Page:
In Jukka Varelius & Michael Cholbi (eds.), New Directions in the Ethics of Assisted Suicide and Euthanasia. Springer Verlag ()

Adam Feltz
Michigan Technological University
This chapter provides empirical evidence about everyday attitudes concerning euthanasia. These attitudes have important implications for some ethical arguments about euthanasia. Two experiments suggested that some different descriptions of euthanasia have modest effects on people’s moral permissibility judgments regarding euthanasia. Experiment 1 (N = 422) used two different types of materials (scenarios and scales) and found that describing euthanasia differently (‘euthanasia’, ‘aid in dying’, and ‘physician assisted suicide’) had modest effects (≈3 % of the total variance) on permissibility judgments. These effects were largely replicated in Experiment 2 (N = 409). However, in Experiment 2, judgments about euthanasia’s moral permissibility were best predicted by the voluntariness of the treatment. Voluntariness was a stronger predictor than some demographic factors and some domain general elements of moral judgments. These results help inform some debates about the moral permissibility of euthanasia (e.g., the slippery slope argument) suggesting that some of the key premises of those arguments are unwarranted.
Keywords No keywords specified (fix it)
Categories (categorize this paper)
Buy the book Find it on
Edit this record
Mark as duplicate
Export citation
Find it on Scholar
Request removal from index
Revision history

Download options

PhilArchive copy

 PhilArchive page | Other versions
External links

Setup an account with your affiliations in order to access resources via your University's proxy server
Configure custom proxy (use this if your affiliation does not provide a proxy)
Through your library

References found in this work BETA

Mapping the Moral Domain.Jesse Graham, Brian A. Nosek, Jonathan Haidt, Ravi Iyer, Spassena Koleva & Peter H. Ditto - 2011 - Journal of Personality and Social Psychology 101 (2):366-385.
Voluntary Active Euthanasia.Dan W. Brock - 1992 - Hastings Center Report 22 (2):10-22.
Against the Right to Die.J. David Velleman - 1992 - Journal of Medicine and Philosophy 17 (6):665-681.
The Empirical Slippery Slope From Voluntary to Non-Voluntary Euthanasia.Penney Lewis - 2007 - Journal of Law, Medicine and Ethics 35 (1):197-210.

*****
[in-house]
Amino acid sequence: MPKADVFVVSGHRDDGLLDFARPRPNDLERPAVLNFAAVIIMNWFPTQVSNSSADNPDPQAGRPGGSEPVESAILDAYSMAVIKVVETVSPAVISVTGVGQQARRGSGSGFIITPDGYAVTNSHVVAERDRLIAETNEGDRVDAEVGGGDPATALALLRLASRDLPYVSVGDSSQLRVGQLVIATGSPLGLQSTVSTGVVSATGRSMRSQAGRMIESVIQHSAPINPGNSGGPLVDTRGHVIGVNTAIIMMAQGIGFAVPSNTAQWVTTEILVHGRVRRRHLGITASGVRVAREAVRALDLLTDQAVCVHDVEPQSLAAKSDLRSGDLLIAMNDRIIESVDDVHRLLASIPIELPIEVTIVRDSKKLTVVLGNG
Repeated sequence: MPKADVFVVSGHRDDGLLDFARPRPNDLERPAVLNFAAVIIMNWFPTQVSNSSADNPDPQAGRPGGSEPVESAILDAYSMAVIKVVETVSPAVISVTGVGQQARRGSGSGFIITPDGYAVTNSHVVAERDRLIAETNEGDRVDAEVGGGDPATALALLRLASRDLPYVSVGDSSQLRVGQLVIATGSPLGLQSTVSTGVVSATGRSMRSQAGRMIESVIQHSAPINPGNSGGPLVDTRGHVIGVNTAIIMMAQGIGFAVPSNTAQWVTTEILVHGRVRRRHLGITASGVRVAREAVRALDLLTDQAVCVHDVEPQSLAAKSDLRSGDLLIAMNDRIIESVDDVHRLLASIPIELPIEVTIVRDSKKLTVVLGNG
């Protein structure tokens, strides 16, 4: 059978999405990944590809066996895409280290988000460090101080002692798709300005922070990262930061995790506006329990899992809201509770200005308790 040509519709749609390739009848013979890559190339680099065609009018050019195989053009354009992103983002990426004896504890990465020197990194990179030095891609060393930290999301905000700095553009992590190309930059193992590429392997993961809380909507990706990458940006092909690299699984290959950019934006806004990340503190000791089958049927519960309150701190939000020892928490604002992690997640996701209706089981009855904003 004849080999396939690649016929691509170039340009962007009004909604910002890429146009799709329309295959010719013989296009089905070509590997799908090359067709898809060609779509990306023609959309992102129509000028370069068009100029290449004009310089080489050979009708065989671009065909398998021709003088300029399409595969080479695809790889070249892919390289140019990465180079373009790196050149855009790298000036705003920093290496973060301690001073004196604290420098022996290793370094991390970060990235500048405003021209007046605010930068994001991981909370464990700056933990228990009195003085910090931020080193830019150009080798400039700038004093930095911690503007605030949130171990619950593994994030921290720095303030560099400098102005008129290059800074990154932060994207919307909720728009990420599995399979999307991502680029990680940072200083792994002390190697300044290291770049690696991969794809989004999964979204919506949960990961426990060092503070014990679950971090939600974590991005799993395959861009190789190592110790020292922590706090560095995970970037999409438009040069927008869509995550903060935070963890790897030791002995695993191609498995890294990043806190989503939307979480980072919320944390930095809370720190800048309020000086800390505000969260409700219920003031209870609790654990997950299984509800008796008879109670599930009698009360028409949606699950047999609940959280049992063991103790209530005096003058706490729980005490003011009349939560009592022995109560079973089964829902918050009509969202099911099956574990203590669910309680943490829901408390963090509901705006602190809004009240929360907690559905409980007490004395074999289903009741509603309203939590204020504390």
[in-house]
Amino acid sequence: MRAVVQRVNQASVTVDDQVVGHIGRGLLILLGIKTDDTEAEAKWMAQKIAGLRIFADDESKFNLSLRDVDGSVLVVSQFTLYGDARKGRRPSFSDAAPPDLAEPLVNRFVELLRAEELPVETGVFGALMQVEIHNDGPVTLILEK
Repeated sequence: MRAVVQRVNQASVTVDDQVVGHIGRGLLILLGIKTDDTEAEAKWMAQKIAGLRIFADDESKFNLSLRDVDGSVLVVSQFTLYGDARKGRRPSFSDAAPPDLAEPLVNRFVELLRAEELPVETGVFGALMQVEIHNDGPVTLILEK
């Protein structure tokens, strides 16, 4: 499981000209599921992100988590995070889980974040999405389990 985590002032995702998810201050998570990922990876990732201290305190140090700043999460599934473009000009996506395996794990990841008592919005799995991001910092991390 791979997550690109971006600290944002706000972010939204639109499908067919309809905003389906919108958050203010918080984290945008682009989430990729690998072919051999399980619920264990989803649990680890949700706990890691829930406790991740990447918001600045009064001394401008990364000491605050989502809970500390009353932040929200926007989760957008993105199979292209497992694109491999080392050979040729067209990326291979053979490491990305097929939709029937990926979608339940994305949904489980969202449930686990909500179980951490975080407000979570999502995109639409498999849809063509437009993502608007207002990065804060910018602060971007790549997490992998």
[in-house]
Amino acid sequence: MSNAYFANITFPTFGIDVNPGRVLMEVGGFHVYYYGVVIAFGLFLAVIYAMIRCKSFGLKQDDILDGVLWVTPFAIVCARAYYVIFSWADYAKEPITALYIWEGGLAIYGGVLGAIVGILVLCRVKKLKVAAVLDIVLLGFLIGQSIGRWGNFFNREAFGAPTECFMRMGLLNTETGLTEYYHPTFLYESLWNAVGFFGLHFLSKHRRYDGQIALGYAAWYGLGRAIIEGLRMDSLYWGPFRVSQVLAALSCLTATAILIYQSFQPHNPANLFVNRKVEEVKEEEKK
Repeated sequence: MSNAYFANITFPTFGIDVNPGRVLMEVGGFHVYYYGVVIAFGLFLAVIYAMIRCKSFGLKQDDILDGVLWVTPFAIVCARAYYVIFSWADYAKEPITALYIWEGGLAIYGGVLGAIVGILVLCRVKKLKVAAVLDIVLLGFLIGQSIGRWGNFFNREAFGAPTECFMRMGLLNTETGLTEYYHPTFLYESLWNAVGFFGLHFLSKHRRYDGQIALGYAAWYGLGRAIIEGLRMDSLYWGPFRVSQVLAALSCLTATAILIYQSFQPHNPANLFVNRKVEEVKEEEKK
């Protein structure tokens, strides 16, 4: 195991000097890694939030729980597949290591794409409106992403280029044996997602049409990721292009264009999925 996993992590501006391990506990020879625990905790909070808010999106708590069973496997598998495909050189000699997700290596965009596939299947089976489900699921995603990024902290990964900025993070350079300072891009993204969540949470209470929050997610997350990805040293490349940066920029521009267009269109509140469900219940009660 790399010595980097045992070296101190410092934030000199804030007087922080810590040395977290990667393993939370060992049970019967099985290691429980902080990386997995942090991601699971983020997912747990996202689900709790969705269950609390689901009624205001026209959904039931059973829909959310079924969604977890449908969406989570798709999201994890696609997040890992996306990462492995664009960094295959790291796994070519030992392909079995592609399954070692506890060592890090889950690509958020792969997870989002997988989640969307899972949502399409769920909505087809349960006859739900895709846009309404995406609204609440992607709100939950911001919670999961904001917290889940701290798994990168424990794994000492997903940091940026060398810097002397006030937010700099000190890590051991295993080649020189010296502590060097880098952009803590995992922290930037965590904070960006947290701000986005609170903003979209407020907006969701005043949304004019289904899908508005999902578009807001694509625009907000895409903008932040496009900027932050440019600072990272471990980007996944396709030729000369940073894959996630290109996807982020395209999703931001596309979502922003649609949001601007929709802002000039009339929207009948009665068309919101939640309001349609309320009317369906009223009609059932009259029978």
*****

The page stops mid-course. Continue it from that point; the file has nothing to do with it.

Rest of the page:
View all 13 references / Add more references

Citations of this work BETA

Slippery Slopes Revisited.Martin Hinton - 2020 - Studia Semiotyczne 34 (2):9-24.

Add more citations

Similar books and articles

Consequentialism and the Slippery Slope: A Response to Clark.Jonathan Hughes - 2000 - Journal of Applied Philosophy 17 (2):213–220.
The Empirical Slippery Slope From Voluntary to Non-Voluntary Euthanasia.Penney Lewis - 2007 - Journal of Law, Medicine and Ethics 35 (1):197-210.
Slippery Slope Arguments.Douglas N. Walton - 1992 - Oxford University Press.
The Great Slippery-Slope Argument.J. A. Burgess - 1993 - Journal of Medical Ethics 19 (3):169-174.
The Many Guises of the Slippery Slope Argument.Jeffrey P. Whitman - 1994 - Social Theory and Practice 20 (1):85-97.
The Fallacy of the Slippery Slope Argument on Abortion.Chenyang Li - 1992 - Journal of Applied Philosophy 9 (2):233-237.
Down the Slippery Slope: Arguing in Applied Ethics.E. Telfer - 1993 - Journal of Medical Ethics 19 (4):240-241.
Slippery Slope Arguments and Social Policy Debates.Eric Lode - 1996 - Dissertation, University of Colorado at Boulder
Slippery Slopes and Collapsing Taboos.John Woods - 2000 - Argumentation 14 (2):107-134.
Human Gene Therapy and Slippery Slope Arguments.T. McGleenan - 1995 - Journal of Medical Ethics 21 (6):350-355.
Slippery Slopes in Flat Countries--A Response.J. J. van Delden - 1999 - Journal of Medical Ethics 25 (1):22-24.


Added to PP index

Total views
915 ( #7,059 of 2,498,994 )

Recent downloads (6 months)
75 ( #10,199 of 2,498,994 )

How can I increase my downloads?


My notes